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Neurodiversity and mental health

Neurodiversity and mental health

Danielle Gleicher-Bates is a member of the Executive Board of Neurodiversity in Law and a Bar Vocational Studies LLM student at City University of London. Outside of the law Danielle is a company director in the property sector. In her late twenties she was diagnosed with three neurodivergent conditions: visual stress, dyslexia and dyspraxia.

In recent years, mental health in the legal sector has become a hot topic and less stigmatised. Although awareness of neurodiversity in the legal sector is starting to gain traction, stigmatisation is still an issue and awareness of the intersection between mental health and neurodiversity is lagging even further behind.

Neurodivergent conditions are often misdiagnosed as mental health conditions. This can be because not only do some symptoms of individual neurodivergent conditions overlap, but they can overlap with symptoms of mental health conditions too. People with neurodivergent conditions are also more likely to have mental health conditions such as depression and anxiety, and having a neurodivergent condition can impact on mental health for a variety of reasons. Opinions differ on whether mental health conditions come under neurodiversity, but because of neurodiversity’s impact on mental health the two are closely linked. Some neurodivergent conditions directly cause difficulties with mood and emotional regulation.

Danielle
It’s not surprising that living in a world which is not built for neurodivergent people can affect mental health. For many, neurodiversity’s impact on mental health begins at school. It’s hard to grow up feeling that you don’t fit in, and noticing that you find things more challenging than your peers do, or that you do them in a totally different way. Labels and stereotypes start to be thrown around – not academic, lazy, daydreamer – when in reality, there is just a need for different support or accommodations. It’s particularly hard if you went through school undiagnosed and had these experiences without knowing why or receiving any support. From an early age we are given the message that neurodivergence is a disadvantage or even an inconvenience, instead of highlighting that neurodivergent conditions come with a host of advantages and strengths such as creativity, determination, and problem-solving skills.

For those neurodivergent people who receive a diagnosis after school, it can be a relief, but it can also elicit more difficult feelings. It can be especially traumatic growing up thinking that something is wrong with you, not having the right support or accommodations and not understanding why you aren’t quite like your peers. It’s not unusual to feel anxiety about a new diagnosis and to be concerned about how other people will receive your diagnosis if you tell them, and how you will be treated. After a late diagnosis many people look back at their lives and feel resentful that their condition wasn’t spotted sooner, or even feel that they should have known themselves. It’s hard to reconcile with the fact that you may not have previously reached your full potential because you weren’t diagnosed until later in life. This can cause people to grieve ‘what could have been’.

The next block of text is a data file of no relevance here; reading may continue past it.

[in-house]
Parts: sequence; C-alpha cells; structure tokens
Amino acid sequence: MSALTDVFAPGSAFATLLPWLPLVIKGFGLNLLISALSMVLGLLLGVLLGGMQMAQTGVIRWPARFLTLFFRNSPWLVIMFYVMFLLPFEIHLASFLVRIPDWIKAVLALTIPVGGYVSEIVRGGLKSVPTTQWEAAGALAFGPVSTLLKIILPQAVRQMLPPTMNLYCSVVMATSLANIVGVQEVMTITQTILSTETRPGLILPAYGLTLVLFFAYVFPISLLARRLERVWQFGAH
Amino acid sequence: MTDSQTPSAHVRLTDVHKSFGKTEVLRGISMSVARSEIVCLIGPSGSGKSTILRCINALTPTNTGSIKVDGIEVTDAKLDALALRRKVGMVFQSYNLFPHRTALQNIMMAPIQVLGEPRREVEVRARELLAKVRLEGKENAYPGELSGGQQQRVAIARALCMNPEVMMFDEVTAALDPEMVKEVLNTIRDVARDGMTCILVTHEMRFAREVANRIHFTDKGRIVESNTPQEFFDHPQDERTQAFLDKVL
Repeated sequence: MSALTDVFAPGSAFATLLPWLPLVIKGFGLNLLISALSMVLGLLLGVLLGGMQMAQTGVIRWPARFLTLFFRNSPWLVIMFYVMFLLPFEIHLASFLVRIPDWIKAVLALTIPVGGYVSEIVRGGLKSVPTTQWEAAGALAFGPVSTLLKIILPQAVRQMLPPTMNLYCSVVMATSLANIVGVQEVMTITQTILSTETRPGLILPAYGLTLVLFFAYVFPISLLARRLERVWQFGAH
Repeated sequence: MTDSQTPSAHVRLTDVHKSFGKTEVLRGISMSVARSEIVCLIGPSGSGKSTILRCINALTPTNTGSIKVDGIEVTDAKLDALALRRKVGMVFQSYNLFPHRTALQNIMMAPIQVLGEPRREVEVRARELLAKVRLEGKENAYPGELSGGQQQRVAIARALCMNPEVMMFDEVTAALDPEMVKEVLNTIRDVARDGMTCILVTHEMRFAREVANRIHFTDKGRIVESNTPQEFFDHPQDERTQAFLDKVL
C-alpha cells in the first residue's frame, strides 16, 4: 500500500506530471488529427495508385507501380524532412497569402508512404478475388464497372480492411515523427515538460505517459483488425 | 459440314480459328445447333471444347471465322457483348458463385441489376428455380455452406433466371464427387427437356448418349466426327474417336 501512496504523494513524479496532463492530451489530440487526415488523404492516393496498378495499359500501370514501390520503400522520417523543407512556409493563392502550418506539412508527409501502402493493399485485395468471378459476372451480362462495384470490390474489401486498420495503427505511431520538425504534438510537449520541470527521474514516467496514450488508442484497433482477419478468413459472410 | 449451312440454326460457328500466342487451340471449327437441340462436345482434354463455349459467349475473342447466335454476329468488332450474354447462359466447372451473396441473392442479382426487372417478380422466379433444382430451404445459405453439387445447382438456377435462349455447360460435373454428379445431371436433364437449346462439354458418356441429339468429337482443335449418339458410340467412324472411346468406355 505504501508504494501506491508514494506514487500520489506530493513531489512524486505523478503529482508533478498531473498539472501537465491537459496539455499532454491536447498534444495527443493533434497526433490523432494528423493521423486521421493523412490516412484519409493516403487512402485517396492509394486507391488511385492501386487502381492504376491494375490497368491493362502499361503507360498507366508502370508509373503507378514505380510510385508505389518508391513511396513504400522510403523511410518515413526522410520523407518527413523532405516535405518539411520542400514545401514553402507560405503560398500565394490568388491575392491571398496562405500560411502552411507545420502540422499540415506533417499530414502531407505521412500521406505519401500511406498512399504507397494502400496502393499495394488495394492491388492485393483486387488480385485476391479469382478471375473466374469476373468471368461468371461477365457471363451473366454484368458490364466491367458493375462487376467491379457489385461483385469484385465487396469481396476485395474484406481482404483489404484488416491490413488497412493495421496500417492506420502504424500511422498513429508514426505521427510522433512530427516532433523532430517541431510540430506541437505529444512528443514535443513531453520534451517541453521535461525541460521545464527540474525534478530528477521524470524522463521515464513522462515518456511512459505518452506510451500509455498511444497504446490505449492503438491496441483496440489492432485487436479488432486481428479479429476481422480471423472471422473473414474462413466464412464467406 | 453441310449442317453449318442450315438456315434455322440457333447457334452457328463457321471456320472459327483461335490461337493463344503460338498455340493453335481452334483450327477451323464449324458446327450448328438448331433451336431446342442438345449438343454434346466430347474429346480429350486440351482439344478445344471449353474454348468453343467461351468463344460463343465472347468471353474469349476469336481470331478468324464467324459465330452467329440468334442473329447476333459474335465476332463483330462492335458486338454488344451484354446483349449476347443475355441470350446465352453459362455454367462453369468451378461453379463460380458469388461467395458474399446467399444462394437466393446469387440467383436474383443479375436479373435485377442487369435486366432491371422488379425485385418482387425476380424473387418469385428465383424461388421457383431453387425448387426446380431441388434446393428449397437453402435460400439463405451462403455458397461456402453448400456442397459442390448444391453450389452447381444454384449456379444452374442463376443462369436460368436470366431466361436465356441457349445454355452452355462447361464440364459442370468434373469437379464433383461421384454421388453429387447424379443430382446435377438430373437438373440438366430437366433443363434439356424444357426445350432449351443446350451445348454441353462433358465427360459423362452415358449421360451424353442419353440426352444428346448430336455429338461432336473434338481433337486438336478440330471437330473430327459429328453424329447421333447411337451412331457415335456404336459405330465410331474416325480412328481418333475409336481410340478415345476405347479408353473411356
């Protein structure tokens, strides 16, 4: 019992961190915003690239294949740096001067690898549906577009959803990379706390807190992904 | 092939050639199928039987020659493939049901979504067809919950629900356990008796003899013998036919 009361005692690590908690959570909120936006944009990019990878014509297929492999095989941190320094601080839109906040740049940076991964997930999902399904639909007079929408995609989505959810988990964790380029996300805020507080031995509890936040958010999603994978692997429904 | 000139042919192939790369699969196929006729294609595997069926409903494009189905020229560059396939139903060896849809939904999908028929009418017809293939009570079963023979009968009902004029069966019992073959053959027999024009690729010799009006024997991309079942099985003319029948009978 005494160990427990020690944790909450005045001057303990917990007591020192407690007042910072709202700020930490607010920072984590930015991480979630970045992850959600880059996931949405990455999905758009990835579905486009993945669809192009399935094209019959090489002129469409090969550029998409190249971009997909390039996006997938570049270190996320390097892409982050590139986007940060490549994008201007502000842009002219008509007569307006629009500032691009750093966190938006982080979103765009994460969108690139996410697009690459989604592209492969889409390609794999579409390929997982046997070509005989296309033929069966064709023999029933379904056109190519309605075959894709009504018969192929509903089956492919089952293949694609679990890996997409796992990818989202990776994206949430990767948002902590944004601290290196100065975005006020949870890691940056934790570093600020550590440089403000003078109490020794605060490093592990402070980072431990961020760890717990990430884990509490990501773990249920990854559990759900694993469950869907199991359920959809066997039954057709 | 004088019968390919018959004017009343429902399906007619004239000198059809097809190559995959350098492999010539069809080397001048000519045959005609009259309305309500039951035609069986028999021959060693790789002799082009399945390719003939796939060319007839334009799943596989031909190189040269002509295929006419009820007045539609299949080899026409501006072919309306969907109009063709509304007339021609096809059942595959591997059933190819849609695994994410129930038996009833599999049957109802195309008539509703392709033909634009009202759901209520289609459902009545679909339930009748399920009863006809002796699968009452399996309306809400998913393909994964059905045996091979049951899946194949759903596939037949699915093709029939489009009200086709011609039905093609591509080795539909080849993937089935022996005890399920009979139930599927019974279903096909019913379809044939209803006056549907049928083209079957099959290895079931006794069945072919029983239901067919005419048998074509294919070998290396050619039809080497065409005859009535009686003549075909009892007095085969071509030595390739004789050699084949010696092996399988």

Moving into work, neurodivergent people may experience what they did at school. Attitudes towards neurodivergence are carried on into the workplace and recruitment processes, and some people even expect that as an adult you’ll somehow have ‘grown out of’ your condition. Recruitment processes commonly put neurodivergent candidates at a disadvantage, which can be demoralising and frustrating. For many people, it’s damaging to their self-esteem to be trying their hardest and still not be getting the same results as the people around them. Additionally, anxiety about disclosing neurodivergent conditions to your workplace can be overwhelming, especially if there is a fear of being judged, viewed as less competent, or even losing your job. If conditions are not disclosed, there is no requirement to provide reasonable adjustments, the lack of which can be highly stressful and affect both physical and mental health. Even requesting and obtaining reasonable adjustments can be a stressful process when attitudes still wrongly exist that they are an inconvenience or confer an unfair advantage.

"It can be exhausting trying to get the bare minimum you need to fulfil your potential – a barrier which usually isn’t seen by others or even contemplated by them. It’s common for neurodivergent people to have to become their own advocate in respect of their condition. This may seem natural to lawyers and aspiring lawyers, but if you’ve grown up in a world where your needs have come second, advocating for yourself constantly can become wearing."

 To improve mental health in a neurodivergent context, we need to ensure that neurodivergent people’s needs are accommodated and that where possible, recruitment and work processes are adapted to suit all candidates as a base line, not just on request. Most importantly, the stigma of being neurodivergent needs to be dismantled and awareness of neurodiversity raised. It must be said however, that progress is slowly being made in the legal sector regarding neurodiversity, and as a result regarding its intersection with mental health.

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